Greg A. Sachs, MD; Ravan Carter, MA; Laura R. Holtz, BS, CCRP; Faye Smith, MA; Timothy E. Stump, MA; Wanzhu Tu, PhD; Christopher M. Callahan, MD
Dementia is a leading cause of death among older adults, but less is known about the mortality risk associated with milder forms of cognitive impairment.
To determine whether cognitive impairment is independently associated with increased long-term mortality in primary care patients aged 60 years and older.
Linkage of electronic health records from a cohort recruited between January 1991 and May 1993 with data from the National Death Index through 31 December 2006.
A public safety-net hospital and its community health centers.
3957 older adults aged 60 to 102 years who were screened at scheduled primary care appointments.
At baseline, patients were screened for cognitive impairment by using the Short Portable Mental Status Questionnaire and were categorized into groups with no, mild, or moderate to severe cognitive impairment. Baseline data from comprehensive electronic health records were linked with vital status obtained from the National Death Index. Kaplan–Meier survival curves compared time to death for the groups with cognitive impairment. Cox proportional hazards models controlled for mortality risk factors.
At baseline, 3157 patients had no cognitive impairment, 533 had mild impairment, and 267 had moderate to severe impairment. Overall, 2385 of the 3957 patients (60.3%) died during the observation period: 1812 (57.4%) patients with no cognitive impairment, 363 (68.1%) patients with mild impairment, and 210 (78.7%) patients with moderate to severe impairment. Both mild and moderate to severe cognitive impairment were associated with increased mortality hazard independent of other mortality risk factors (hazard ratio, 1.184 [95% CI, 1.051 to 1.334] and for mild impairment 1.447 [CI, 1.235 to 1.695] for moderate to severe impairment). Median survival for all 3957 participants was 129 months. Median survival for participants with no, mild, and moderate to severe cognitive impairment was 138, 106, and 63 months, respectively.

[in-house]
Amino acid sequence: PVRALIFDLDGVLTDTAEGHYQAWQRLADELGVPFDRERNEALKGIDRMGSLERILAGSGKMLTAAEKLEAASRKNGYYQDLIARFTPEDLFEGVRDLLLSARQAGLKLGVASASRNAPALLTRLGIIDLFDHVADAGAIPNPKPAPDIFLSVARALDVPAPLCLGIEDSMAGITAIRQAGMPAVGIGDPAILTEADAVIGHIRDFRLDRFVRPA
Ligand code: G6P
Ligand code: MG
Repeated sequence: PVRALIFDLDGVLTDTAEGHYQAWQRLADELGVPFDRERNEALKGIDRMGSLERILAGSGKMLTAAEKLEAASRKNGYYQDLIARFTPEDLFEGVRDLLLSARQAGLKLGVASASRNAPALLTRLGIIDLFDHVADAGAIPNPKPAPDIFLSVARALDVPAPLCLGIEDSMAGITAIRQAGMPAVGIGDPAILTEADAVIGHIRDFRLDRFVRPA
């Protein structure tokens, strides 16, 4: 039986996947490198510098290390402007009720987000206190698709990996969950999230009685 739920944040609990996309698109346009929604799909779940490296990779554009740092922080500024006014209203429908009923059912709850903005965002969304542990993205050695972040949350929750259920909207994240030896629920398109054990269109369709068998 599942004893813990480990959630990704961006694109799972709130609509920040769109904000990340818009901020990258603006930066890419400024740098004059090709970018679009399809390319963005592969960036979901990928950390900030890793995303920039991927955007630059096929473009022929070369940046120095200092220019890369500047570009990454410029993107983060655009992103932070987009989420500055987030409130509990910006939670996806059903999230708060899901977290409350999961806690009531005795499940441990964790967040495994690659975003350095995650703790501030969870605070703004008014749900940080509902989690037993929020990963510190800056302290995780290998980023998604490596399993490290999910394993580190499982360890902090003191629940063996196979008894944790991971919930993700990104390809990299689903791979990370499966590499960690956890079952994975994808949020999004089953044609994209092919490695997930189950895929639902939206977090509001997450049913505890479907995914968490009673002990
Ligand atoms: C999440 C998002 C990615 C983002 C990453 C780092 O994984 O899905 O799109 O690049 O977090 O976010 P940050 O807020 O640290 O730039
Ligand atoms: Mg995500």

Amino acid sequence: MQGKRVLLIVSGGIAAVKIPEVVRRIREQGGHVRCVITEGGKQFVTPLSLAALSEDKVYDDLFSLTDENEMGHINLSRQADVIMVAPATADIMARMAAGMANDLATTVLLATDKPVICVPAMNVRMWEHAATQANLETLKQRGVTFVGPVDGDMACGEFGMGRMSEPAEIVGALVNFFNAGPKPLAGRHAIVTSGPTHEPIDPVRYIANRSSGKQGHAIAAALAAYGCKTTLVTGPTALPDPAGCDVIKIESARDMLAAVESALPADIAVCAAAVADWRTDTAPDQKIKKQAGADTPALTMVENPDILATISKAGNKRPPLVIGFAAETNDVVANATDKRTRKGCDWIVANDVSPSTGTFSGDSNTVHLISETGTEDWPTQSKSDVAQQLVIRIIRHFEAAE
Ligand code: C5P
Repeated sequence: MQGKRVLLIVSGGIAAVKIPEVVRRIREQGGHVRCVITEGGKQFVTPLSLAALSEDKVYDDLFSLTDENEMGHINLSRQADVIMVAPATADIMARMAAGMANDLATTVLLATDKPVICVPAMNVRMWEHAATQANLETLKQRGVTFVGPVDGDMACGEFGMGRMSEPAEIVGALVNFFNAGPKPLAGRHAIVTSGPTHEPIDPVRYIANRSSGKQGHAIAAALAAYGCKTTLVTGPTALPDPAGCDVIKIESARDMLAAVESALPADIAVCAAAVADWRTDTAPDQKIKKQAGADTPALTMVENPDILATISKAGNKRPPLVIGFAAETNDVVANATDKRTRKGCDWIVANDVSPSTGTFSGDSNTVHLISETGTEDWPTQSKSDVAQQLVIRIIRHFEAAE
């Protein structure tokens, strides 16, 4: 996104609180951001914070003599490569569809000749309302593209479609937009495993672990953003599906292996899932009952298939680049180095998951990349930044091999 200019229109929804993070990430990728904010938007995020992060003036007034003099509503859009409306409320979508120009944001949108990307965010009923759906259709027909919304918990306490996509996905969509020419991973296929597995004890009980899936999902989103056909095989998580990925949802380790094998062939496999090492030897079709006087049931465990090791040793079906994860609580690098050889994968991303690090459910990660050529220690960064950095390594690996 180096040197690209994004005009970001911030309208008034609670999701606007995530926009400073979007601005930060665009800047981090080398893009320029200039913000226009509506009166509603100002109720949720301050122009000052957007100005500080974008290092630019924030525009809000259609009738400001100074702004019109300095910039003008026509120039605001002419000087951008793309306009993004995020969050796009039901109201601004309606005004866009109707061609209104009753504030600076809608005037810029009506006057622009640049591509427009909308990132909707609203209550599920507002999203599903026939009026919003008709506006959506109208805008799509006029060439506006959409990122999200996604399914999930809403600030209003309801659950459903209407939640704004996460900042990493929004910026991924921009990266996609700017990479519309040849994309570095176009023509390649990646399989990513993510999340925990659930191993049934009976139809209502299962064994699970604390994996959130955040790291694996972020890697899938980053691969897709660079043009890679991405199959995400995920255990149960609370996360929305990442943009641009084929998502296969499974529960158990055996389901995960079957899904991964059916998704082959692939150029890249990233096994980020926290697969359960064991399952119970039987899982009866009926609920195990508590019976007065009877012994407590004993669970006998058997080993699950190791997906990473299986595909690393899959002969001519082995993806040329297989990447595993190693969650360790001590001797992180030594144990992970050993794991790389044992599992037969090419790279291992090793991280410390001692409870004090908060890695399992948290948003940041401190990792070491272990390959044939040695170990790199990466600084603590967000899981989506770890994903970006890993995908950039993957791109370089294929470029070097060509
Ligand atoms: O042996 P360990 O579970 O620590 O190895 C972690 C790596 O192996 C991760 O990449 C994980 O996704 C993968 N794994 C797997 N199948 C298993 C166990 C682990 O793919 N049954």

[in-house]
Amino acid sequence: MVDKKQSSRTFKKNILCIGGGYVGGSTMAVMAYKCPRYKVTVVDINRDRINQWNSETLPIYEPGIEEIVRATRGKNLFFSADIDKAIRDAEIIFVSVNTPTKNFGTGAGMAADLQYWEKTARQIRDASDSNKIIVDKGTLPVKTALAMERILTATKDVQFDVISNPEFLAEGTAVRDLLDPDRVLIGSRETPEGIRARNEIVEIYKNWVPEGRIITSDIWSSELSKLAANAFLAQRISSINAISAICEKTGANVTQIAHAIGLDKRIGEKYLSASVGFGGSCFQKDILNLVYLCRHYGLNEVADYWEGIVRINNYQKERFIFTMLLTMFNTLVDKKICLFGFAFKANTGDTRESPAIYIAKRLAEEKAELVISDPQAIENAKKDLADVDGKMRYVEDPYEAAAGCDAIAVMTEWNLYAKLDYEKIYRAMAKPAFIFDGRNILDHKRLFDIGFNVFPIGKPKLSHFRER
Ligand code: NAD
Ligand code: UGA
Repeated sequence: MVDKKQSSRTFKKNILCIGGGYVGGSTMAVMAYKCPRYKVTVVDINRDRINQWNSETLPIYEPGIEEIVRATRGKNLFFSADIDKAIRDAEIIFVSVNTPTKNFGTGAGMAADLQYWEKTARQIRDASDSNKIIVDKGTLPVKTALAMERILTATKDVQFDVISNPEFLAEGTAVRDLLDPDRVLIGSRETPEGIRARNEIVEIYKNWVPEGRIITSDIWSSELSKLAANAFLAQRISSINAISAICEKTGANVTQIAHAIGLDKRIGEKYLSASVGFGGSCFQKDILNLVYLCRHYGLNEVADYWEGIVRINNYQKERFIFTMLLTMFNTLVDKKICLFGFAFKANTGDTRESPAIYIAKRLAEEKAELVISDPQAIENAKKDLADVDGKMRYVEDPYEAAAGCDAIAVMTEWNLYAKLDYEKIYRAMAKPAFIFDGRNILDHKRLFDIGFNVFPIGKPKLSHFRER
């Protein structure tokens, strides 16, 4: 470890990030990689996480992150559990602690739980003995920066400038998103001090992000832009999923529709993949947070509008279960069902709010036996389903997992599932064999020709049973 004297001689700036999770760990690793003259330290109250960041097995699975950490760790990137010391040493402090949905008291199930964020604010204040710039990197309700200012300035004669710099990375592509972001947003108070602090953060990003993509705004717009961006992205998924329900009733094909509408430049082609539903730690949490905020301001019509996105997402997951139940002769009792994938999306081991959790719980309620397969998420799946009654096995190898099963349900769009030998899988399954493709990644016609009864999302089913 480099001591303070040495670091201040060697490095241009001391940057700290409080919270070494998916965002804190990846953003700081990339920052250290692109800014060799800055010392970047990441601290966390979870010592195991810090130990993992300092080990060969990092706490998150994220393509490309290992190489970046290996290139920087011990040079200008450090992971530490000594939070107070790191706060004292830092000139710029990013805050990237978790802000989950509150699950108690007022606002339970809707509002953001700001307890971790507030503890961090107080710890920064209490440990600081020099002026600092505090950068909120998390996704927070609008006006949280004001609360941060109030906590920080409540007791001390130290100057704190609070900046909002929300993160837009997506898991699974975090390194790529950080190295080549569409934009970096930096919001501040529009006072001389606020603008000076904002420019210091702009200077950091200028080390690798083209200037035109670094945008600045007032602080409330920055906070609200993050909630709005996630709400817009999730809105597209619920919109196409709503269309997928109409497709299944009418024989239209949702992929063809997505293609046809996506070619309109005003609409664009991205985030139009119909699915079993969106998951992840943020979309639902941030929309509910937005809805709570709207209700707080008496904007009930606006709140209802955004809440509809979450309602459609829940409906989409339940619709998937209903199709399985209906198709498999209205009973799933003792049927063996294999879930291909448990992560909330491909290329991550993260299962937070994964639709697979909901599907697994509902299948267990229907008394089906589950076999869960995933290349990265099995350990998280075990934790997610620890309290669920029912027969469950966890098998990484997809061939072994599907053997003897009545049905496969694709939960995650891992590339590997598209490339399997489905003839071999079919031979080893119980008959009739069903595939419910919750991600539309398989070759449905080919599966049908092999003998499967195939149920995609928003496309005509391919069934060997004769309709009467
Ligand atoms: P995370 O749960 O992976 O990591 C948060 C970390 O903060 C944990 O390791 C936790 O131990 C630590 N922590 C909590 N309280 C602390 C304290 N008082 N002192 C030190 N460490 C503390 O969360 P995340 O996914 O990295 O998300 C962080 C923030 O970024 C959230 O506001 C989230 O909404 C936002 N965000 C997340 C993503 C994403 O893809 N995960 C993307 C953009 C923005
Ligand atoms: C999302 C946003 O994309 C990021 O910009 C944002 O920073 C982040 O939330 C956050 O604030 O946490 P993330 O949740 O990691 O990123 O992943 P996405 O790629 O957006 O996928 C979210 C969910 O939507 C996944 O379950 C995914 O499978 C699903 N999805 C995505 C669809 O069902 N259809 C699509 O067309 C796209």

Cognition was assessed only at enrollment by using a screening instrument. Participants were drawn from a single safety-net health system and had low educational and socioeconomic status, which limits generalizability to other populations. Changes in cognition, function, and comorbid conditions were not measured over time.
Both mild and moderate to severe cognitive impairment as identified by the Short Portable Mental Status Questionnaire are associated with an increased risk for mortality.
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Sachs GA, Carter R, Holtz LR, Smith F, Stump TE, Tu W, et al. Cognitive Impairment: An Independent Predictor of Excess Mortality: A Cohort Study. Ann Intern Med. 2011;155:300–308. doi: 10.7326/0003-4819-155-5-201109060-00007
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Published: Ann Intern Med. 2011;155(5):300-308.
Dementia, Geriatric Medicine, Neurology, Prevention/Screening, Tobacco, Alcohol, and Other Substance Abuse.
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